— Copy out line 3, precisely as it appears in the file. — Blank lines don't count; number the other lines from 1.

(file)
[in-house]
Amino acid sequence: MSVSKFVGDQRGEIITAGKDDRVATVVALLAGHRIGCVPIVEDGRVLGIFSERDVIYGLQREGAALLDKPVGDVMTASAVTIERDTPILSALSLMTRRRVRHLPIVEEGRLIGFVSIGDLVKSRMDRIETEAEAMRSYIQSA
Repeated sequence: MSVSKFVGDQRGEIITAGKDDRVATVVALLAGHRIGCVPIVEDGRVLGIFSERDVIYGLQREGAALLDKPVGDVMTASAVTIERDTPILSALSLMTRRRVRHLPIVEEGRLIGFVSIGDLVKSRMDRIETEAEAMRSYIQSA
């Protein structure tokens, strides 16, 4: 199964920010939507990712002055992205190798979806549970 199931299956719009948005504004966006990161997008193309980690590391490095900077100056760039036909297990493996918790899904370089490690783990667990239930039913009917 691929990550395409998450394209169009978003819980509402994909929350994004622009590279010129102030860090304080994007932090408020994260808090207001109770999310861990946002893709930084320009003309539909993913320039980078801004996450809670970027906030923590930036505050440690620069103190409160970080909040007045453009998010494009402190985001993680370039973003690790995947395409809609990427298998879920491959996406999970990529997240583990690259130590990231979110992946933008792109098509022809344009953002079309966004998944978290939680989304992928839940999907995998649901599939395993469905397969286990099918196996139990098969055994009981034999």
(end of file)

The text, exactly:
Repeated sequence: MSVSKFVGDQRGEIITAGKDDRVATVVALLAGHRIGCVPIVEDGRVLGIFSERDVIYGLQREGAALLDKPVGDVMTASAVTIERDTPILSALSLMTRRRVRHLPIVEEGRLIGFVSIGDLVKSRMDRIETEAEAMRSYIQSA